UnREAL S3E9/10: Codependence/Commitment
I think the most frustrating thing about this season of UnREAL has been all the unrealized potential. Because, with the two-part finale behind us (entitled Codependence and Commitment, for those who liked that kind of thing), it’s hard not to look to the beginning of the season for all that the third season of Lifetime’s reality-TV based show promised.
In all fairness, if you take the notions put forth in those episodes (Rachel tries to become a better person, Serena represents a feminist rebranding for the show, and Quinn grapples with her place as a woman inside the industry) and were to just jump to this finale, I guess you could argue that UnREAL has followed through on a few of those ideas. Quinn has ousted Gary and replaced him with a close confidant, as well as getting back together with Chet. Rachel has returned to a life of manipulation and is searching for connection and failing to find it at Everlasting, driving her away from the show once more. Serena, instead of settling for one of the men the show demands her to, rejects both and ends Everlasting in the back of her car alone, going through Tinder. It’s obvious that some people in that writer’s room saw a strong throughline for this season, about the place of women in showbusiness and the effect of that on these women in particular, and attempted to build a decent story from the ground up based on those ideas. But the path that brought us here has been too inconsistent, too patchy, too uneven, and so even though season three closes on a higher note that the rest of it’s third act, it’s still an unsatisfying story as a whole.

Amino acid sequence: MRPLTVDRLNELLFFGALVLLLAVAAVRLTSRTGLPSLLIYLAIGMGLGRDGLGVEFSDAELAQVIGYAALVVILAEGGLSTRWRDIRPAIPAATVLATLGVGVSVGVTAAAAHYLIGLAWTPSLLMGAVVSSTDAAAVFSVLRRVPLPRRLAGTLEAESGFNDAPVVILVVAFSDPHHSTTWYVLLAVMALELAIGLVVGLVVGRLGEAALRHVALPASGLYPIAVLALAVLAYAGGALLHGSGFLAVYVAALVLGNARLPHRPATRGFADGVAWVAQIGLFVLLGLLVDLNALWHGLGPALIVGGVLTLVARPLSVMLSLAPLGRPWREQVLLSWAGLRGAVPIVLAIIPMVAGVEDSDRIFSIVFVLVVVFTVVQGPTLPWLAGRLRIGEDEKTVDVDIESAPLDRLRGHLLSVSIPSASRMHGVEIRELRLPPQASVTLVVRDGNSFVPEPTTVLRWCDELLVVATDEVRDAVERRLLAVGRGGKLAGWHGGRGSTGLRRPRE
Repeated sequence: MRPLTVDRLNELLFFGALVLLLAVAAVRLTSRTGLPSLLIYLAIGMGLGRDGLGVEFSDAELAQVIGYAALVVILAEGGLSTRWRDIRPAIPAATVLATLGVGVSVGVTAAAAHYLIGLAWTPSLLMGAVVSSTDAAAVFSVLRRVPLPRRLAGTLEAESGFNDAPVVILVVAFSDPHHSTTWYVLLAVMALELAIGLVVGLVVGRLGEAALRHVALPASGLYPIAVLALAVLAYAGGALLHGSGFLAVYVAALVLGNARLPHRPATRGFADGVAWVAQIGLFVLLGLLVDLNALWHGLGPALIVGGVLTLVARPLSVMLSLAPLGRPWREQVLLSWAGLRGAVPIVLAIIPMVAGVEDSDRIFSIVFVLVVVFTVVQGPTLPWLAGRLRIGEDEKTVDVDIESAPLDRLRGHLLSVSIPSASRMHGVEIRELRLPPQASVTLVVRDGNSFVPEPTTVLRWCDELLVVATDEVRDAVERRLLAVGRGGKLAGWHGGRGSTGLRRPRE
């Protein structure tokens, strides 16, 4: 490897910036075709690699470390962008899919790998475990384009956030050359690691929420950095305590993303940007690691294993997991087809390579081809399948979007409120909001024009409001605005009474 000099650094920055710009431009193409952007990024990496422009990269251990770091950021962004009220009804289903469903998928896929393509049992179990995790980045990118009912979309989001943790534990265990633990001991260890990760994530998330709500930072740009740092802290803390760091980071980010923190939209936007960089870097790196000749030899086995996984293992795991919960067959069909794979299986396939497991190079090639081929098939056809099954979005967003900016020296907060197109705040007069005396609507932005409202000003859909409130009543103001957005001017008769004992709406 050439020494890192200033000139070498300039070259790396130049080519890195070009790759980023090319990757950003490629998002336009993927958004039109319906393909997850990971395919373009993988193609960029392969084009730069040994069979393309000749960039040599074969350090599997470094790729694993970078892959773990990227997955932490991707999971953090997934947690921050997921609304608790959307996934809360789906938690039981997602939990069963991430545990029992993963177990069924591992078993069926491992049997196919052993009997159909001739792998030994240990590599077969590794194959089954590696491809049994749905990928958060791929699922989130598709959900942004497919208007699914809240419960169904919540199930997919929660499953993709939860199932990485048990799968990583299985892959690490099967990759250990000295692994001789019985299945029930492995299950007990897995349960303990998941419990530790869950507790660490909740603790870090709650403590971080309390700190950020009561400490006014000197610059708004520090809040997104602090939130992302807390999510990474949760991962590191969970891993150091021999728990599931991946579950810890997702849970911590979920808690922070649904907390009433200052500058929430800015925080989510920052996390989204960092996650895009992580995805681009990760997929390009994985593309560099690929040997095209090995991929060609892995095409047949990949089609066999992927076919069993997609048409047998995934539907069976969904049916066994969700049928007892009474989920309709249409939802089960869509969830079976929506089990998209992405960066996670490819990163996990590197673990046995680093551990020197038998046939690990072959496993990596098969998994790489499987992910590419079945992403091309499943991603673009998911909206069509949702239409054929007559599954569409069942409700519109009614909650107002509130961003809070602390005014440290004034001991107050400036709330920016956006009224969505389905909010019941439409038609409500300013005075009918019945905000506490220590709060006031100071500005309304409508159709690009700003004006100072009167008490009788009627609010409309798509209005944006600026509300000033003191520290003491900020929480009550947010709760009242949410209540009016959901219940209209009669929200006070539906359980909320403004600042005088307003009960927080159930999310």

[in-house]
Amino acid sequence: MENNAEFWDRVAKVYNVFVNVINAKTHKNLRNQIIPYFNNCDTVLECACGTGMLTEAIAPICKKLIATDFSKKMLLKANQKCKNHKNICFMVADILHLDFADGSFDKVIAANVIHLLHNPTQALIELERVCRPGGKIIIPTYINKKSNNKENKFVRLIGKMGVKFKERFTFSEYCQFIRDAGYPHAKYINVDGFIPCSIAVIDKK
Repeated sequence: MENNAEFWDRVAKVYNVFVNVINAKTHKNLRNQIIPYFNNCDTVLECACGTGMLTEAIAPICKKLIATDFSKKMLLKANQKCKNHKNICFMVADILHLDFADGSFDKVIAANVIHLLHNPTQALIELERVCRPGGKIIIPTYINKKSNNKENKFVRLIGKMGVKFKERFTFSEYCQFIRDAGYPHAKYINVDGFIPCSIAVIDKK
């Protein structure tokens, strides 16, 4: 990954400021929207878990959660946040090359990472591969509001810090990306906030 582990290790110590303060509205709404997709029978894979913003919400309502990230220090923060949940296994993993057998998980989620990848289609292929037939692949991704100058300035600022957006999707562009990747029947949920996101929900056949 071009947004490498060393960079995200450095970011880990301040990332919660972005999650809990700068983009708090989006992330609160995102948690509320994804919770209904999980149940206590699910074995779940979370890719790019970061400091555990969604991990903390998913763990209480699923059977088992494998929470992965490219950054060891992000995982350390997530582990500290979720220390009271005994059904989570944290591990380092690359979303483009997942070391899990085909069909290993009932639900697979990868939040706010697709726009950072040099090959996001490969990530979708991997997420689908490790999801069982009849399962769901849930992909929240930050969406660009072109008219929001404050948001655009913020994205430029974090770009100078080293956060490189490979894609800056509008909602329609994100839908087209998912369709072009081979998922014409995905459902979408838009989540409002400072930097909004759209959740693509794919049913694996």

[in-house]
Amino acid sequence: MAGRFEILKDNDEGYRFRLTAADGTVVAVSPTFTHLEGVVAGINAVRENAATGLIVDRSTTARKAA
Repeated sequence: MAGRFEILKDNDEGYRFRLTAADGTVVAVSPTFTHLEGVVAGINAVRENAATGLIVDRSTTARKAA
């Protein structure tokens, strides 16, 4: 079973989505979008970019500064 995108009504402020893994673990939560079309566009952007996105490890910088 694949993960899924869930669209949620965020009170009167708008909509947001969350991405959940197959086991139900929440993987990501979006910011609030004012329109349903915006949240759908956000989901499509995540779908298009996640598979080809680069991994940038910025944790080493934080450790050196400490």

Like I mentioned a few episodes ago, UnREAL this season is more about Quinn than anyone else. And there is a degree of elegance to the denouement of her plot this week, as she topples Gary and uses her newfound power to put women at the top of the network. Even her ending back up with Chet, while predictable, feels like the natural next step for the two of them, as they’re doomed in this Sisyphean hellscape to always end up back together, the only people mad enough to stick it out with their respective true selves. In fact, I would argue that this is the most Quinn we’ve seen Quinn in the last few weeks; calculating, cold, but not an indiscriminate monster. As she bids goodbye to Rachel, there’s a flicker of her warmth kindling somewhere; but this Quinn doesn’t jibe with the one who basically through a literal child under a literal bus a couple of episodes ago, and for that, it winds up feeling unearned, despite Zimmer’s constant brazen commitment to the role.
Rachel and Serena’s plots end up wrapped up in each other again, as Rachel tries to produce the perfect finale in the face of her personal life going to pieces. Shiri Appleby does calculated callous disassociation like no-one else on television, so when Jeremy rejects her again and tells her that she has ruined his life (and finally acknowledges that he murdered two people last season – in fact, he refers to Rachel “making [him] a murderer”, which is a backdoor pilot for UnREAL: True Crime edition, if I’ve ever seen one) and her psychiatrist admits his personal obsession with her, she kicks into high gear and starts ripping apart everything she can as calmly as possible. There’s something tragically poignant about her trying to befriend and then seduce a random crew member on Everlasting, as her attempts to emotionally bond with someone end in her falling back on the only kind of connection she truly feels safe in – sexual, and watching her throw the season of Everlasting into reverse as she convinces Serena to give up on both the remaining suitors is peak Rachel.